With regard to the statement that the officers were “reliable and credible” and “so honest,” the record suggests the State was simply making a reasonable inference from the record. Wide latitude is allowed without limitation in drawing inferences from the evidence, so long as the inferences drawn are reasonable, fair, legitimate, and offered in good faith. Gaddis v. State, 753 S.W.2d 396, 398 (Tex.Crim.App.1988). The State specifically told the jury their job was to determine the reliability and credibility of the witnesses. The State then attempted to show the jury why the testimony was credible by pointing to specific statements made by Officer Juenke on the stand and comparing it to statements that could have been made to help the case if he were not honest. These statements do not reach the extremes that have constituted reversible error in the past. See, e.g., Menefee v. State, 614 S.W.2d 167, 168 (Tex.Crim.App.1981) (“I don't believe I have ever seen anybody that I thought was any more honest than she is”); Brown v. State, 165 Tex.Crim. 535, 309 S.W.2d 452, 453 (1958) (“These officers are the most ․ truthful men in the enforcement of the law”). This case is more analogous to those cases where error has not been found. See, e.g., Vasek v. State, 163 Tex.Crim. 632, 294 S.W.2d 810, 811 (1956) (counsel drew impression that the officer was honest from the answers of witnesses); Smith v. State, 842 S.W.2d 401, 406 (Tex.App.-Fort Worth 1992, pet. ref'd) (“[R.F.] has told the truth from the very beginning and it is the truth,” and “It's truthful, it's believable”). In light of the entire argument, these statements were reasonable deductions from the evidence. We overrule appellant's seventh and eighth points of error.
We now address points of error nine and ten concerning the statements that the jurors should not “reward Mr. Castillo for not doing anything” and should not send a message that it is “okay to refuse to do everything.” Relying in part on Whiting v. State, 797 S.W.2d 45 (Tex.Crim.App.1990), appellant maintains that these remarks misstated the law and shifted the burden of proof. A review of the entire argument shows the State was not attempting to shift the burden of proof, but was making a valid plea for law enforcement. The prosecutor explained to the jury that appellant does not have the burden to prove his sobriety. The prosecutor emphasized the evidence that was introduced by the State and, in essence, asked the jury to convict based on the evidence admitted, rather than focusing on evidence the State was not able to introduce due to appellant's refusal to submit to any tests to determine his level of intoxication. Thus, this case is distinguishable from Whiting. In Whiting, the prosecutor repeatedly told the jury that the State did not have the burden of disproving self-defense in a resisting arrest case. Id. at 46-48. The court found that the misstatement of law directly impacted the jury's perception of the burden to which the State was to be held before a verdict of guilt could be returned. Id. at 48. Here, the prosecutor's argument did not misstate the law.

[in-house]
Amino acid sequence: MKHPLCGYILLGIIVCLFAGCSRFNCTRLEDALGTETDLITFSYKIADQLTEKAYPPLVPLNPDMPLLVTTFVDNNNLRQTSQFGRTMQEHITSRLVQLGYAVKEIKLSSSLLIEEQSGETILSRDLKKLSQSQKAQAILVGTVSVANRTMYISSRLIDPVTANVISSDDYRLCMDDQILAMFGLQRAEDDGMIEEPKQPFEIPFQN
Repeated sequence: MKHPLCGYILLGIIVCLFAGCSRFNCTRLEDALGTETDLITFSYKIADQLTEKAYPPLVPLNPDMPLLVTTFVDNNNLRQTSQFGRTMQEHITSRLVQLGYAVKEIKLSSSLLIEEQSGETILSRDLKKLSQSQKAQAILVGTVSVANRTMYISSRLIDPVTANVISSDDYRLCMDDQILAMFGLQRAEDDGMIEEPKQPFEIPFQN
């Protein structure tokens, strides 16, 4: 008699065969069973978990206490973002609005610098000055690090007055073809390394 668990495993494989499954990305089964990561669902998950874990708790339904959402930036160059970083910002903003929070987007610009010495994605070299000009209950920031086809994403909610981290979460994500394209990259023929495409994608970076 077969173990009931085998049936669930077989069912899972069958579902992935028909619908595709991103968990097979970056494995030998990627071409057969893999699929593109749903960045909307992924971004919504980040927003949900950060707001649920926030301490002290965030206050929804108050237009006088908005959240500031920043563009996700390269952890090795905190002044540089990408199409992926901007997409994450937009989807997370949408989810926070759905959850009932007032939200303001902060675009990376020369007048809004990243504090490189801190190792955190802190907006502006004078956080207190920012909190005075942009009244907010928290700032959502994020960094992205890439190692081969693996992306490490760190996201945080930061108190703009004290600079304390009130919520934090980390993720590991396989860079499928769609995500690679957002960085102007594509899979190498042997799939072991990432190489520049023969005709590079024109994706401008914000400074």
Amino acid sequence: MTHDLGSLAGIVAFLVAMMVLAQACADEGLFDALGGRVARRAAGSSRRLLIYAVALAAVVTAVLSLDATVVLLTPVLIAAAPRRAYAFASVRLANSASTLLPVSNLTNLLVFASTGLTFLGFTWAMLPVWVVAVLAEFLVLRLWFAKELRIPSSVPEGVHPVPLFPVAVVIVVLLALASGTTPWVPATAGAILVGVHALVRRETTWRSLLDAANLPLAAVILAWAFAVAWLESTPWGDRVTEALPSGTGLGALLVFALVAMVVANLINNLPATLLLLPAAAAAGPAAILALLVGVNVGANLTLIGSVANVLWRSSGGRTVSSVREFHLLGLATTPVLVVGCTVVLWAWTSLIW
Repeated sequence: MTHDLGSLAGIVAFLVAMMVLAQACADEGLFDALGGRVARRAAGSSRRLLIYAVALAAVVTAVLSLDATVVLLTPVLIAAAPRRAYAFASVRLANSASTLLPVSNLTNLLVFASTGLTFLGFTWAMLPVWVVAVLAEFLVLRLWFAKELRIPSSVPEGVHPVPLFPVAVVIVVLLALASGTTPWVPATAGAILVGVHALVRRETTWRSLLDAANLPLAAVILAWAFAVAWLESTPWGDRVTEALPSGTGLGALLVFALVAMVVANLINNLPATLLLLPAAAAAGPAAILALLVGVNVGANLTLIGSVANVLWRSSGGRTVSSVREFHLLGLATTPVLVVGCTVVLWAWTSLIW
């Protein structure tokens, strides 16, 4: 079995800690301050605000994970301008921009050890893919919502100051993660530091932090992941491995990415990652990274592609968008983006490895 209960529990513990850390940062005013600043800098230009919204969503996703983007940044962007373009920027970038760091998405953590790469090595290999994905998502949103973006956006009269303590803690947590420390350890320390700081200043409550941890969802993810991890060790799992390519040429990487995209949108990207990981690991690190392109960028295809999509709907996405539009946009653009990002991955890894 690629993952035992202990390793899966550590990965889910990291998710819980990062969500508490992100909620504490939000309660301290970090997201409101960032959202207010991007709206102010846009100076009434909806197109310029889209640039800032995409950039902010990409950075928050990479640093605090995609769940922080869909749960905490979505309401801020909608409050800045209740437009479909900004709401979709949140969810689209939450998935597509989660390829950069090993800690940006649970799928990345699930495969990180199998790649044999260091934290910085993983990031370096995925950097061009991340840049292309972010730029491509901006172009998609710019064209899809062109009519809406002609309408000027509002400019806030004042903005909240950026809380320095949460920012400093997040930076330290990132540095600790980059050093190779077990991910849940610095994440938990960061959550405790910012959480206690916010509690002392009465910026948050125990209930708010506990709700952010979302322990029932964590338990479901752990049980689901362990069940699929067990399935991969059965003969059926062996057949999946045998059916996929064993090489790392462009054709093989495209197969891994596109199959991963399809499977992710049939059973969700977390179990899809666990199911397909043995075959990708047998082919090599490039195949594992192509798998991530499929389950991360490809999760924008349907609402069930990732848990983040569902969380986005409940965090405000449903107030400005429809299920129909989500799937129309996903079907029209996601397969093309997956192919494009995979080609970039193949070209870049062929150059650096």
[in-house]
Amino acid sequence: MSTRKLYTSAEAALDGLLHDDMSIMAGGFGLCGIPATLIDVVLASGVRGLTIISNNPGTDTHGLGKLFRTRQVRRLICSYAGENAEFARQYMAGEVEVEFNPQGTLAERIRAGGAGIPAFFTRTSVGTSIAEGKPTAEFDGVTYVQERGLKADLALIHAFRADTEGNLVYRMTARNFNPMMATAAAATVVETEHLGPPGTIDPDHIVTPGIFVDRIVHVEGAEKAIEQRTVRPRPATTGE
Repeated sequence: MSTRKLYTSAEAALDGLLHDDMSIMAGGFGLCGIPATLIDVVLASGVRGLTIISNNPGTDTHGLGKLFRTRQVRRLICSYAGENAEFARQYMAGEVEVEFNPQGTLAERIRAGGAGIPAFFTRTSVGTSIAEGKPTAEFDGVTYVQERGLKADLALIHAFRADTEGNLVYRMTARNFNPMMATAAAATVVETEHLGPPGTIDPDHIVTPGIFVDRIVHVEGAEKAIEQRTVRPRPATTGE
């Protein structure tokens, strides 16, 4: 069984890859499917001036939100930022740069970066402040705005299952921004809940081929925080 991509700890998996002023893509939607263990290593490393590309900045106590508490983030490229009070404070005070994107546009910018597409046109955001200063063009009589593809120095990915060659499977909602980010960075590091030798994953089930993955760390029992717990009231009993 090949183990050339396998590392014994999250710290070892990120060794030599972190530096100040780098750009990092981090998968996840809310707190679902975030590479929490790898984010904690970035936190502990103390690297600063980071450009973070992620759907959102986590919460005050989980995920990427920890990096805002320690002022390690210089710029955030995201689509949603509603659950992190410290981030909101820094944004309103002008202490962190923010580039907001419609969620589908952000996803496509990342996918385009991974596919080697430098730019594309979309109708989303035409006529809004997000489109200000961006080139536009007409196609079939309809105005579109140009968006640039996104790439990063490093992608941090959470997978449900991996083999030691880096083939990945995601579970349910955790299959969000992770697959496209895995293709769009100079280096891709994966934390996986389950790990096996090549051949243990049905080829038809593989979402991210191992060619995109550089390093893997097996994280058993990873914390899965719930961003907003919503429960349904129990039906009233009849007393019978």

Further, the State's argument was permissible as an answer to the argument of opposing counsel. Appellant requested that the jury not punish him for refusing the tests because they are unreliable. Thus, it was proper for the State to suggest the jury should not reward him for refusing all the tests.
Finally, as to the statement “Don't reward Mr. Castillo for not doing anything,” the trial court sustained the objection and instructed the jury to disregard that remark. An instruction to disregard the argument generally cures any error. Dinkins v. State, 894 S.W.2d 330, 357 (Tex.Crim.App.), cert. denied, 516 U.S. 832, 116 S.Ct. 106, 133 L.Ed.2d 59 (1995). Appellant's ninth and tenth points of error are overruled.
V. Double Jeopardy
In his final point of error, appellant claims the trial court erred in overruling his special plea of double jeopardy. Prior to trial, appellant filed a Special Plea of Double Jeopardy contending he had already been “punished” once for the conduct forming the basis of the prosecution in this case. Appellant alleged he was tried in a civil proceeding where the municipal judge ordered suspension of his driver's license, probated for a period of twelve months. The trial court denied the special plea.
The Double Jeopardy Clause protects against 1) a second prosecution for the same offense after acquittal; 2) a second prosecution for the same offense after conviction; and 3) multiple punishments for the same offense. United States v. Halper, 490 U.S. 435, 440, 109 S.Ct. 1892, 1897, 104 L.Ed.2d 487 (1989). The Court of Criminal Appeals recently held the administrative suspension of a driver's license under Tex.Rev.Civ. Stat. Ann. art. 6687b-1 (current version located in Tex. Transp. Code Ann.) does not constitute punishment under the Double Jeopardy Clause. Ex Parte Tharp v. State, 935 S.W.2d 157 (Tex.Crim.App.1996). We overrule appellant's eleventh point of error.
1. The trial court indicated that the document would be attached to the Motion to Quash Subpoena. This document is not attached to the motion contained in our record.